The ‘Nudging’ Pamphlet
To Sabbath School teachers: This story is for Sabbath, June 2. Click here for photos to share while telling the mission story.
Juanita, the youngest of seven siblings, disliked church as a small girl growing up on a poor farm in the Appalachian Mountains in the U.S. state of West Virginia.
Her mother forced her to walk four miles (six kilometers) to Sunday School and back in the summer. Deep snow made the trek impossible in winter.
“We didn’t really want to go,” Juanita said. “The other kids made fun of us because they rode in cars and we had to walk. I didn’t think much of church.”
She never saw a Bible in her home. Her parents, who couldn’t read or write, showed little interest in religion other than to say that they had been “baptized and saved at a church around the mountain.” Juanita described her childhood as “awful.” Her father, a disabled soldier-turned-farmer, allowed various men to stay at the farm, and some were abusive. “It was awful growing up,” Juanita said. “I don’t feel that I had a good childhood. I don’t even want to go back to visit. Every time I think about going there, I’m like, ‘No, no.’”
As an adult, Juanita married and divorced twice. She drank and lived with multiple boyfriends. She raised two girls as she held various jobs. When her daughters once asked her to go to church, she bluntly replied, “I won’t be a hypocrite. I’m not going to party all night and then get up in the morning and go to church.”
Then one day, Juanita opened her mailbox and found a pamphlet advertising a series of Revelation prophecy seminars. She had received religious materials in the mail before, but something was different this time. She felt an irresistible desire to attend.
“It was like someone was behind you, just pushing you to go,” she said. “I had never had that before. Something just kept nudging me to go. So, I went.”
She now believes the Holy Spirit was prompting her to go.
Juanita showed up for the opening night of the evangelistic meetings at a public hall rented by the Seventh-day Adventist church in Beckley, a sleepy West Virginian town with a population of 17,200. Although she knew little about Christianity, she had heard that Adventists worshipped on Saturday, so she immediately asked a church member, “Why do you go to church on Saturday?”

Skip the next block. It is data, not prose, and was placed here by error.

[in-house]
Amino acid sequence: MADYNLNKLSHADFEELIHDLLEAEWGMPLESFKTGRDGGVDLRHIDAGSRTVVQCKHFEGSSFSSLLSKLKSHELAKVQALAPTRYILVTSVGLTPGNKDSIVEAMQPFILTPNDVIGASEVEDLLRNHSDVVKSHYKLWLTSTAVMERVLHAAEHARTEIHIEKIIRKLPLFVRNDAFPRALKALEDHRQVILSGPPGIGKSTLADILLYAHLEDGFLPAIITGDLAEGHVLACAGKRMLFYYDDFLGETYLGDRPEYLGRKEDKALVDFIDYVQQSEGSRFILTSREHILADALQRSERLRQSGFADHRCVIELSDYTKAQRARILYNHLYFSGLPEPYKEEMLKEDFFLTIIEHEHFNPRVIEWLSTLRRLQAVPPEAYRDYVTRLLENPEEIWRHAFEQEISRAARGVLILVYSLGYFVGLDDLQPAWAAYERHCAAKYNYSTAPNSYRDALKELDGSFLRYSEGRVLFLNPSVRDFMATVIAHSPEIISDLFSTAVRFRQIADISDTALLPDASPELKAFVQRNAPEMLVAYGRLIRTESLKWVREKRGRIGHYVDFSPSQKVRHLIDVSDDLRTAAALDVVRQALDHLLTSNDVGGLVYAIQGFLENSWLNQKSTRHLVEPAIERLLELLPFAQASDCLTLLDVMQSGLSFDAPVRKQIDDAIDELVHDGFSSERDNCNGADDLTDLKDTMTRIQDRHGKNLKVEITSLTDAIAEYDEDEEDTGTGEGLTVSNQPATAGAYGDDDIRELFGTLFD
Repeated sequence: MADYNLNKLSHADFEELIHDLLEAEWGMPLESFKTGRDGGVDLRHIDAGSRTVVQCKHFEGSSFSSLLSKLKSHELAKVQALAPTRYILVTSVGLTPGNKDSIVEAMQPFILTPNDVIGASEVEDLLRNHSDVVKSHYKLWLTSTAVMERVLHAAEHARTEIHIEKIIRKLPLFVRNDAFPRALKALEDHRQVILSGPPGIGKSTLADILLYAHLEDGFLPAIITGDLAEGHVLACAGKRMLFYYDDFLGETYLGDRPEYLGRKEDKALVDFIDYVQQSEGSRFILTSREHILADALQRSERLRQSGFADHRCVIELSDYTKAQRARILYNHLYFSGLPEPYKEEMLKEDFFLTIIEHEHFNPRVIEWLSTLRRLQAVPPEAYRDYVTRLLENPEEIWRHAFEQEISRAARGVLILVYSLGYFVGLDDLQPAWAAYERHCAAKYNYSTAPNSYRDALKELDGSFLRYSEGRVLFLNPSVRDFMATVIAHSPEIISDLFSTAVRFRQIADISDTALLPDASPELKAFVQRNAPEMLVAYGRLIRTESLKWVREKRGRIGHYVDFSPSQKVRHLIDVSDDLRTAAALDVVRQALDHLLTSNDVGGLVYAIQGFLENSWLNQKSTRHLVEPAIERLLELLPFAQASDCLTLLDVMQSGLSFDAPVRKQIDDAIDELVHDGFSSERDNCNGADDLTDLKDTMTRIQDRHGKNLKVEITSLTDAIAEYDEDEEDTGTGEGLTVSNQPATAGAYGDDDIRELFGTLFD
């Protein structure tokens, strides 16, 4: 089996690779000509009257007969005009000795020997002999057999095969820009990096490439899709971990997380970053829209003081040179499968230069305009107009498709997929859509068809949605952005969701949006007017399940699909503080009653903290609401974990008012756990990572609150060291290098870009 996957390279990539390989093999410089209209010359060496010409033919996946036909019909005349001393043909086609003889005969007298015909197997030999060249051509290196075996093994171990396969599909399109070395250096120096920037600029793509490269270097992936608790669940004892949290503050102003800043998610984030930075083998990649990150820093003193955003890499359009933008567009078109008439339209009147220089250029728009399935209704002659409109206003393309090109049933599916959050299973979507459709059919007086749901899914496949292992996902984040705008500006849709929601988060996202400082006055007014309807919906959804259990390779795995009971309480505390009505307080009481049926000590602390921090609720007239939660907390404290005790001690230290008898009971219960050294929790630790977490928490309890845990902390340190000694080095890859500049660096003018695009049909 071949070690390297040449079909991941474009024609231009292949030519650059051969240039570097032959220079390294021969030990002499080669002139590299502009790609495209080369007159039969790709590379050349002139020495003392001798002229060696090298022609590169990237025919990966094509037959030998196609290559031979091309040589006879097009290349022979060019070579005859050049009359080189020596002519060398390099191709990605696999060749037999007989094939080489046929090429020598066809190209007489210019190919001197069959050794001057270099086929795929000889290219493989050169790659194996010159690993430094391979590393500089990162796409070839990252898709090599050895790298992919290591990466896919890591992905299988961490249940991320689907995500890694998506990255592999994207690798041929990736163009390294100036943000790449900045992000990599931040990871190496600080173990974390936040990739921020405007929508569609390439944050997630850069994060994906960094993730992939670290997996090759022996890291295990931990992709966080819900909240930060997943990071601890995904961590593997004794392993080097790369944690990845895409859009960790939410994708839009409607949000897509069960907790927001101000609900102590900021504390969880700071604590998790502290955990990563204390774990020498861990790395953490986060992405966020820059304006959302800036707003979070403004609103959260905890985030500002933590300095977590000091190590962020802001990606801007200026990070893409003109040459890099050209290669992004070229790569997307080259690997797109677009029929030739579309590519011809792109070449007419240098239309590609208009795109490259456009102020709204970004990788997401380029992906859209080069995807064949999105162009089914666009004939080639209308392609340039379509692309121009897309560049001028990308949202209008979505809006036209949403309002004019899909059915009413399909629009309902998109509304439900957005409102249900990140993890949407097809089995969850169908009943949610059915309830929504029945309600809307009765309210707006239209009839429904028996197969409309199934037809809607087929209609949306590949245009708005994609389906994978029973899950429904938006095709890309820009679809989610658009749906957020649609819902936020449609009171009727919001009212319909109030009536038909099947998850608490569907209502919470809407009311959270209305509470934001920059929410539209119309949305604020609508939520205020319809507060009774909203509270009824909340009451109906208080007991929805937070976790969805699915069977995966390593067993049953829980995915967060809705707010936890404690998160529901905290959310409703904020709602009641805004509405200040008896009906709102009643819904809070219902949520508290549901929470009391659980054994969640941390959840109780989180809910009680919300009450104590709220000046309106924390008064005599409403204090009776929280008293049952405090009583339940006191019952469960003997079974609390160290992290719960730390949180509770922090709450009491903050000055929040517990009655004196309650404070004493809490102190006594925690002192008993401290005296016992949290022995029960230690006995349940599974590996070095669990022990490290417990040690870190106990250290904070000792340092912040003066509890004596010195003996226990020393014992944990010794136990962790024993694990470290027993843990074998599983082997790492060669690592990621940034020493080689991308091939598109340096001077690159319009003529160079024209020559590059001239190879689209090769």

The church member smiled and replied, “The pastor will talk about that later.”
Juanita was disappointed not to receive a direct answer, so she returned the next night. The evangelist didn’t mention the Sabbath, so Juanita repeated her question after the meeting. Again, she received a smile and a promise that the topic would be discussed later.
“I thought it was a mystery,” Juanita said. “I wanted to know, and I didn’t understand why they didn’t tell me.”
She also had another reason to return to the meetings. After receiving the pamphlet in the mail, she had begun to think about her future. She had never read the Bible or been baptized, and the thought of Judgment Day frightened her.
Partway through the four weeks of meetings, Juanita was presented with a Bible for her faithful attendance. She eagerly began to read it for the first time. She checked the verses cited by the evangelist. When he finally spoke about the seventh-day Sabbath, she saw that God had set aside the day at Creation in Genesis 2:2, 3 and re-emphasized its sacredness with the Fourth Commandment in Exodus 20:8-11. She saw that Jesus had kept the Sabbath and had come to Earth not to destroy the law but to “magnify the law, and make it honorable” (Isaiah 42:21).
Juanita accepted the Sabbath.
“I started reading in the Bible, and that is what the Bible says,” she said.
Juanita was baptized with 15 other people in September 2016. The Beckley meetings were among 35 evangelistic series organized across West Virginia with funds from a 2015 Thirteenth Sabbath Offering.
People have noticed big changes since Juanita, now 67, gave her heart to Jesus. She doesn’t swear, and she no longer drinks or visits bars.
“I used to have a really hot temper,” she said. “It was like bad. I’m a lot calmer than I used to be. Now my daughter, when she says a bad word, even says, ‘Oh, sorry, excuse me.’”
She said she sometimes feels tempted to drink, because that was how she used to forget her painful past, but choosing friends more carefully has helped her not to drink.
“You have to watch who you hang out with,” she said. “If you hang out with someone who drinks, you will start drinking again.”
Juanita likes to hang out with her new Best Friend. Thank you for your mission offerings that led her to Jesus.
Juanita Setliff, 67, describing how her life has changed since she gave her heart to Jesus. (Andrew McChesney / Adventist Mission)